Panic enveloped me like a wet blanket. A wet, sticky blanket full of nothing I could see, but nonetheless still smelling and tasting of that most biological bittersweet metallic. I screamed as if I were really bleeding. I was still screaming when my mother finally burst into my room, finding me huddled in the corner, clutching an envelope full of seemingly random and morbid paper slips. I pleaded, I rambled, I begged her to wake my father up, to take us away from New Haven by all means possible. I held onto her as long as I could, crying and swearing it was all true.

She pushed me away, sending me stumbling onto the bed. She started to laugh, stopped and threw the envelope into my lap. She bent down and looked me dead in the eye, making sure I knew she was serious. This was, in her opinion, a very childish attempt to get attention. I had typed the fortune slips myself, or my 'friend Jacob' had helped with it. It was not funny, my father sleeping around was not funny, and suggesting that she was a whore was definitely not going to get any laughs, or any sympathy for that matter.

I screamed at her then, I slapped her in the face. I ran into the living room and tried to pull my father out of his alcoholic slumber, only to have him roll over in ignorant bliss. My mother grabbed me from behind, twisted me hard and slapped me across the jaw. She pulled me screaming into the hallway, back into my bedroom, back into the unknown. She would listen to nothing I could say, each promise of an intruder in our house was met with another stinging slap to the face. By the end I could not be sure if my tears were from terror or physical pain, or still yet the cold crushing reality that I had no friends in the world, not even a mother to believe in or believe in me.

She took the envelope from me, tore it from my hands, making wild threats and promises she would never be able to keep. She took the envelope to the bathroom, dumping all the slips into the shallow waters of the commode. I watched as Jacob's fortunes, his story, his evidence of the truth was gone forever. If I disturbed her again that night, another promise she made, I would be grounded for a month. All I could do was mumble some complacent words and inwardly laugh with a feeling more of tragedy than comedy. My mask had turned on me, there was not a damn thing funny about this situation. I waited at the door, listening for her to return to the bedroom. What I heard were muffled arguments from the living room, more terrible accusations towards my father. I heard the front door open and his truck start, but it was far too early for work. I wanted to cry then, but there was nothing left.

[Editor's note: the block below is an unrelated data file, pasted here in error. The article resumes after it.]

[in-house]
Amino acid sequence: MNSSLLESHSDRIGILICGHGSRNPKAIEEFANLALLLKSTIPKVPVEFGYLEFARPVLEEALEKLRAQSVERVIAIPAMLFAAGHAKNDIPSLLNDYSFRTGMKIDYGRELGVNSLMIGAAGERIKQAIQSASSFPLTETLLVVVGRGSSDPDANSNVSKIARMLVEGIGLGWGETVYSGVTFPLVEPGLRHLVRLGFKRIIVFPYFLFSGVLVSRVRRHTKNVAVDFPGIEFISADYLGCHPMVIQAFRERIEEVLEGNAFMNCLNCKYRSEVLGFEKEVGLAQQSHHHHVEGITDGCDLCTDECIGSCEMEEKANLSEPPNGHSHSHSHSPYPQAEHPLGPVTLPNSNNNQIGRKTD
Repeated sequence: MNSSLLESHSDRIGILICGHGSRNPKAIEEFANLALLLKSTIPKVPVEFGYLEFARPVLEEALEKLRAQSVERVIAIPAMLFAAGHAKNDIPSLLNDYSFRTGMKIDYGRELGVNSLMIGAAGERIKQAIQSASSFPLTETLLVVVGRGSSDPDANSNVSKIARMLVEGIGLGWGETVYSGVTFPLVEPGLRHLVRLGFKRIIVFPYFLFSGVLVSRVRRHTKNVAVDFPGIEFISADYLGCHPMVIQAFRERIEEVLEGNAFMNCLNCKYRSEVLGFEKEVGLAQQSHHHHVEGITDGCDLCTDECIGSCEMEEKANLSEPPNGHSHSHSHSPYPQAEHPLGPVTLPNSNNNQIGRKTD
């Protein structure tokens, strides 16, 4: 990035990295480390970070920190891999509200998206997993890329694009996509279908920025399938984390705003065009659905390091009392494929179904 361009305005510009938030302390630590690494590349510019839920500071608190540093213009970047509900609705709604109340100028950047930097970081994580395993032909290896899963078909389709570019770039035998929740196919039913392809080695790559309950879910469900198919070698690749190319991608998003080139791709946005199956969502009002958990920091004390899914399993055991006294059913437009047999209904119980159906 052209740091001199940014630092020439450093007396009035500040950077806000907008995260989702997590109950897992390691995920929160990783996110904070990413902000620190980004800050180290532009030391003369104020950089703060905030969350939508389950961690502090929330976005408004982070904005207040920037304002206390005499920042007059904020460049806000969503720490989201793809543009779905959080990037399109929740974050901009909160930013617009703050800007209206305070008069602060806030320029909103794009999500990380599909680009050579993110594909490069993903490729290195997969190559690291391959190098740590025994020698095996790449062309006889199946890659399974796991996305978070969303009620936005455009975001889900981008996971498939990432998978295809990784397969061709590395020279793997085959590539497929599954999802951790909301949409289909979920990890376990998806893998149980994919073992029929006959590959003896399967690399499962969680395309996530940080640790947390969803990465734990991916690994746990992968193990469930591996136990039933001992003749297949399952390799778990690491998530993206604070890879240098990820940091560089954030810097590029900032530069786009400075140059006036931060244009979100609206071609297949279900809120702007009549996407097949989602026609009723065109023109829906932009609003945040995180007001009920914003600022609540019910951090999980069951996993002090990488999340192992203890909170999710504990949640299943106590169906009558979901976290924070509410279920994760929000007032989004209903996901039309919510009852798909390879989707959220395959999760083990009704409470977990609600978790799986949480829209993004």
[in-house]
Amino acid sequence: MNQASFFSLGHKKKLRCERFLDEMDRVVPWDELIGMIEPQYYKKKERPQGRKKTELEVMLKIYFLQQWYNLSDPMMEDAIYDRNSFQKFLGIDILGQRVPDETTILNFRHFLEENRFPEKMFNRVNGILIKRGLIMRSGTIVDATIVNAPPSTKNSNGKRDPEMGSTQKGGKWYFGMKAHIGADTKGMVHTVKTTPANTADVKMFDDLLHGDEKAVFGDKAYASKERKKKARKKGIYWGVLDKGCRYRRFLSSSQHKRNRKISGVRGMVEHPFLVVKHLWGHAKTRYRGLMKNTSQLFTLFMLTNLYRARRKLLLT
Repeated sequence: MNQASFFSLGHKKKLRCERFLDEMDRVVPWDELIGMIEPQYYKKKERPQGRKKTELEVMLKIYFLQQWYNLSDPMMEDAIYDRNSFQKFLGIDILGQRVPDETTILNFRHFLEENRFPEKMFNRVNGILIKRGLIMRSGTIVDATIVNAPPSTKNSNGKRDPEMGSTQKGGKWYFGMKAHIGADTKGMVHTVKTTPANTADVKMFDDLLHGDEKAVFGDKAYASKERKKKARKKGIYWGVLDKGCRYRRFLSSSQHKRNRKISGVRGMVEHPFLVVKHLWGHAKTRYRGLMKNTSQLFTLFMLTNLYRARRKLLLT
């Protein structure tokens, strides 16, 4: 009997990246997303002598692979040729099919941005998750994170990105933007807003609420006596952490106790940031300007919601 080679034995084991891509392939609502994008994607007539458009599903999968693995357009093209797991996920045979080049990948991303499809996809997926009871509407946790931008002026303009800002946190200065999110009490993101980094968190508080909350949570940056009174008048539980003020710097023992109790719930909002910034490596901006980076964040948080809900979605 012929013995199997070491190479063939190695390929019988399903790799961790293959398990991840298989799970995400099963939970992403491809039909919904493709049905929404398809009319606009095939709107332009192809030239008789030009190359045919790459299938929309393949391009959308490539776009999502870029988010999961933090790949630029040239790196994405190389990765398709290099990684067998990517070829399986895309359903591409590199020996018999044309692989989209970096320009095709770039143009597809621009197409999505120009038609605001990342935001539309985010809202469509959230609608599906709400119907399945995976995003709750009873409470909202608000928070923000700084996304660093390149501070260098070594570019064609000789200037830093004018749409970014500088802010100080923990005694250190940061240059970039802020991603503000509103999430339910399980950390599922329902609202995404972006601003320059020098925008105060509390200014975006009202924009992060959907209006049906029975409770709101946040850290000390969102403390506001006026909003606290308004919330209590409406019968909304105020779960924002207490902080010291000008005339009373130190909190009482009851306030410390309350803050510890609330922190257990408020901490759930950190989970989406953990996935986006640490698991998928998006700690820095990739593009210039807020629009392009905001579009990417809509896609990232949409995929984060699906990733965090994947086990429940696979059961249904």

Finally I heard her return to the bedroom. I made a clean sweep of my room, checking the closet, under the bed, any place one could conceivably hide. There was nothing of course, this was a scare tactic. Or was it, what if whoever left the last message was hiding in my house. It may seem selfish, it may make you think that I had no love for my mother, but I locked my door and pushed a chair under the knob. Nothing was in my room, and nothing would get in.

I finally passed out with the sunlight just beginning to shine through my blinds, the hours leading to my slumber filled with nothing but unraveling psychosis and multitudes of paranoid delusions concerning just what the hell was going on. Was my mother in on it, why had she not cared? Why did she not wake my father, why the hell wouldn't she believe me? These were some of the many fruitless thoughts I was forced to examine in those early hours.